On October 18, 2010, SCEPA and The Economic Policy Institute (EPI) joined on Capitol Hill to present a briefing titled, “Federal Budgeting for Retirement Security: Examining Tax Expenditures for 401(k)s and Other Retirement Plans.” The event brought together a bipartisan panel of experts on the issue of tax expenditures and attracted a crowd of congressional staff, economists, advocates, and members of the press.
The event documented the limitations and costs of tax expenditures for private pension funds and presented responsible budgetary reforms for consideration by President Obama’s National Commission on Fiscal Responsibility and Reform.
The panel included three presentations.
David Walker, founder and CEO of the Comeback America Initiative (CAI) and former U.S. Comptroller General, discussed the need to re-examine tax expenditures in the federal budget.
Link to presentation: The Importance of Examining Tax Expenditures in Federal Budget Analysis
Eric Toder, fellow at The Urban Institute, presented his research showing that current retirement tax expenditures largely benefit higher-income individuals.
Link to presentation: Who Benefits from Retirement Savings Incentives
Teresa Ghilarducci, director of the Schwartz Center for Economic Policy Analysis (SCEPA) at The New School, discussed her reform proposal for guaranteed retirement accounts to provide for both universal coverage and economic growth.
Link to presentation: Pension Reform: Rethinking the 401(k) Subsidy
“As President Obama’s National Commission on Fiscal Responsibility and Reform approaches its December 1st report deadline, now is the right time for Congress to review tax expenditures,” said moderator Lawrence Mishel, President of the Economic Policy Institute. “With this discussion, we take our case directly to the Commission and to Congress, to urge them to consider reforming retirement tax expenditures to create a more efficient, effective and just federal budget.”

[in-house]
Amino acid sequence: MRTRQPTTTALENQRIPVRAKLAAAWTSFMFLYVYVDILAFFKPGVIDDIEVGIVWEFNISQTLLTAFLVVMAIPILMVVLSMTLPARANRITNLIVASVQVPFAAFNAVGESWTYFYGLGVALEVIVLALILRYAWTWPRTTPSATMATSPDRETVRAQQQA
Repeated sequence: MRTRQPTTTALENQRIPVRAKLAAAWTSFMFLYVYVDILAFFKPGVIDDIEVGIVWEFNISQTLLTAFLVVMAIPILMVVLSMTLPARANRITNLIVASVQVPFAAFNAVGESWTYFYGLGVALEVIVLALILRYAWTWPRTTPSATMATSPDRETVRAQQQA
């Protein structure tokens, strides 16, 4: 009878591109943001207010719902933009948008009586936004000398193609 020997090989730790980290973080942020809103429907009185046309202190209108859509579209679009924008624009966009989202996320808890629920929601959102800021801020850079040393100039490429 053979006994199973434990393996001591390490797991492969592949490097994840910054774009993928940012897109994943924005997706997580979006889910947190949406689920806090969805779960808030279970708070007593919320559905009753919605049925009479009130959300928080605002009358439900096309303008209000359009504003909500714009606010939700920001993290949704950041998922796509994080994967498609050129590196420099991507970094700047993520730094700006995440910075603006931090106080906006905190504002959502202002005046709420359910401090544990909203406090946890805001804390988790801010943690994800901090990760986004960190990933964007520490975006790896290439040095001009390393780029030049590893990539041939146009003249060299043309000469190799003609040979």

A long-term plan for fiscal health requires every dollar of spending be effective, efficient, and fair. However, the federal budget includes approximately $1 trillion on tax expenditures in a year- around 6% of GDP- that is not scrutinized as part of the annual appropriations process. This has allowed tax expenditures for retirement savings to persist, despite evidence that they are expensive, ineffective, and regressive.
“We have to reexamine our entire tax system to make it make it more simplified, more accessible, more equitable, and so that we can keep the promises we’ve made,” said Walker. “In order to make this happen, we need to a take a hard look at tax expenditures. Sometimes they work, sometimes they do not, but when they’re effective, too many of them favor the well off.”
Federal tax expenditures support retirement savings with foregone revenues amounting to over $143 billion each year. The top four categories in retirement expenditures (employer plans, 401(k), IRA, and Keogh plans) rank within the top 20 expenditure allocations of the budget—above child credits, education credits, and the Earned Income Tax Credit (EITC). The cumulative effect places tax expenditures for retirement second only to employer exclusions for medical care on the rankings of total outlays.
Rather than increasing retirement plan coverage and savings rates, most of these subsidies go to high earners who already have adequate retirement savings and can simply shift savings to tax-favored accounts. A 2005 GAO report cites research showing that no more than 9% of savings under the IRA tax expenditure are new savings engendered by the program. Taxpayers in the highest-earning 20% claim nearly 80% of the total benefits of entitlement programs for retirement accounts. More than 40% goes to the top 6% of taxpayers alone.
“An improved retirement system should be built on three main principles: it must cover everyone, it must allow workers to carry accumulated benefits from one employer to another, and it must ensure that workers’ hard-earned money is being invested effectively,” said Ghilarducci. “The Guaranteed Retirement Account SCEPA has developed with EPI is the only system I’m aware of that meets these three objectives.”
The GRA Plan would ensure that every worker has an adequate and guaranteed pension for life, while helping to raise Americans’ savings rates. It would eliminate many of the risks Americans now face in planning for retirement, including the risk of losing pension coverage, retiring during a market downturn, or outliving one’s savings.